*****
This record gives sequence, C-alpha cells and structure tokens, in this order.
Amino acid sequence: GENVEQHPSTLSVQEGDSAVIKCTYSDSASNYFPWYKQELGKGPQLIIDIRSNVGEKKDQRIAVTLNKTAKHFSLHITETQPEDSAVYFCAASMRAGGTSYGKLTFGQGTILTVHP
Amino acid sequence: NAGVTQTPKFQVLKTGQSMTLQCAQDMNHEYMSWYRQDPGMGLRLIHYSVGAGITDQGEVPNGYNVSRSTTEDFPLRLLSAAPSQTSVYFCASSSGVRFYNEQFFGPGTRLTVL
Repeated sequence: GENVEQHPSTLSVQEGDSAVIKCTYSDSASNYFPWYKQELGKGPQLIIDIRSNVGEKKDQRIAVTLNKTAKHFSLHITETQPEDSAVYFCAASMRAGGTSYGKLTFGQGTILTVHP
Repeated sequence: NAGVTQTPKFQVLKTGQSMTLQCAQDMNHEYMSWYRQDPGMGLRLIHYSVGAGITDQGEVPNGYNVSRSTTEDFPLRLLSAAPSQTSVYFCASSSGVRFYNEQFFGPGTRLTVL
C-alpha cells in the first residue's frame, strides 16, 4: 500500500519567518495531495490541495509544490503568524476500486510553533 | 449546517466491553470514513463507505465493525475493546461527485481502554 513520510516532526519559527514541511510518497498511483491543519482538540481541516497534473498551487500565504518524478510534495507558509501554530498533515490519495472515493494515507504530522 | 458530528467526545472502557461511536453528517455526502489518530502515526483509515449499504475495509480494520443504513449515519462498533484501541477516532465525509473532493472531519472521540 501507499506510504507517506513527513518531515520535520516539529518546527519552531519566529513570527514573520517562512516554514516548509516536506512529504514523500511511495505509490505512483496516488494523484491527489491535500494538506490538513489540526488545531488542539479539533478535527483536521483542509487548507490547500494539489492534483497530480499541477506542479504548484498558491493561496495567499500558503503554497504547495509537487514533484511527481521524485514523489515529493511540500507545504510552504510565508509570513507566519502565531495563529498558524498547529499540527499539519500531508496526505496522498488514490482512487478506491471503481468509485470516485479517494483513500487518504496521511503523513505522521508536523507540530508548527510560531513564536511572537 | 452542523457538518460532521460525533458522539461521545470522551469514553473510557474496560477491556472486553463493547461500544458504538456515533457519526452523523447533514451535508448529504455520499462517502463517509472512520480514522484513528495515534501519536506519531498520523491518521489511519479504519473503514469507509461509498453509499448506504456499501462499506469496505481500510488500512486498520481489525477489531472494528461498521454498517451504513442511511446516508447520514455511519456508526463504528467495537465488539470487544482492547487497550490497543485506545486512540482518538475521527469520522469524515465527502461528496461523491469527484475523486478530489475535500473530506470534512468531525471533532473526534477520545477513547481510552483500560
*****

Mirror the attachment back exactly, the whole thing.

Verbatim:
This record gives sequence, C-alpha cells and structure tokens, in this order.
Amino acid sequence: GENVEQHPSTLSVQEGDSAVIKCTYSDSASNYFPWYKQELGKGPQLIIDIRSNVGEKKDQRIAVTLNKTAKHFSLHITETQPEDSAVYFCAASMRAGGTSYGKLTFGQGTILTVHP
Amino acid sequence: NAGVTQTPKFQVLKTGQSMTLQCAQDMNHEYMSWYRQDPGMGLRLIHYSVGAGITDQGEVPNGYNVSRSTTEDFPLRLLSAAPSQTSVYFCASSSGVRFYNEQFFGPGTRLTVL
Repeated sequence: GENVEQHPSTLSVQEGDSAVIKCTYSDSASNYFPWYKQELGKGPQLIIDIRSNVGEKKDQRIAVTLNKTAKHFSLHITETQPEDSAVYFCAASMRAGGTSYGKLTFGQGTILTVHP
Repeated sequence: NAGVTQTPKFQVLKTGQSMTLQCAQDMNHEYMSWYRQDPGMGLRLIHYSVGAGITDQGEVPNGYNVSRSTTEDFPLRLLSAAPSQTSVYFCASSSGVRFYNEQFFGPGTRLTVL
C-alpha cells in the first residue's frame, strides 16, 4: 500500500519567518495531495490541495509544490503568524476500486510553533 | 449546517466491553470514513463507505465493525475493546461527485481502554 513520510516532526519559527514541511510518497498511483491543519482538540481541516497534473498551487500565504518524478510534495507558509501554530498533515490519495472515493494515507504530522 | 458530528467526545472502557461511536453528517455526502489518530502515526483509515449499504475495509480494520443504513449515519462498533484501541477516532465525509473532493472531519472521540 501507499506510504507517506513527513518531515520535520516539529518546527519552531519566529513570527514573520517562512516554514516548509516536506512529504514523500511511495505509490505512483496516488494523484491527489491535500494538506490538513489540526488545531488542539479539533478535527483536521483542509487548507490547500494539489492534483497530480499541477506542479504548484498558491493561496495567499500558503503554497504547495509537487514533484511527481521524485514523489515529493511540500507545504510552504510565508509570513507566519502565531495563529498558524498547529499540527499539519500531508496526505496522498488514490482512487478506491471503481468509485470516485479517494483513500487518504496521511503523513505522521508536523507540530508548527510560531513564536511572537 | 452542523457538518460532521460525533458522539461521545470522551469514553473510557474496560477491556472486553463493547461500544458504538456515533457519526452523523447533514451535508448529504455520499462517502463517509472512520480514522484513528495515534501519536506519531498520523491518521489511519479504519473503514469507509461509498453509499448506504456499501462499506469496505481500510488500512486498520481489525477489531472494528461498521454498517451504513442511511446516508447520514455511519456508526463504528467495537465488539470487544482492547487497550490497543485506545486512540482518538475521527469520522469524515465527502461528496461523491469527484475523486478530489475535500473530506470534512468531525471533532473526534477520545477513547481510552483500560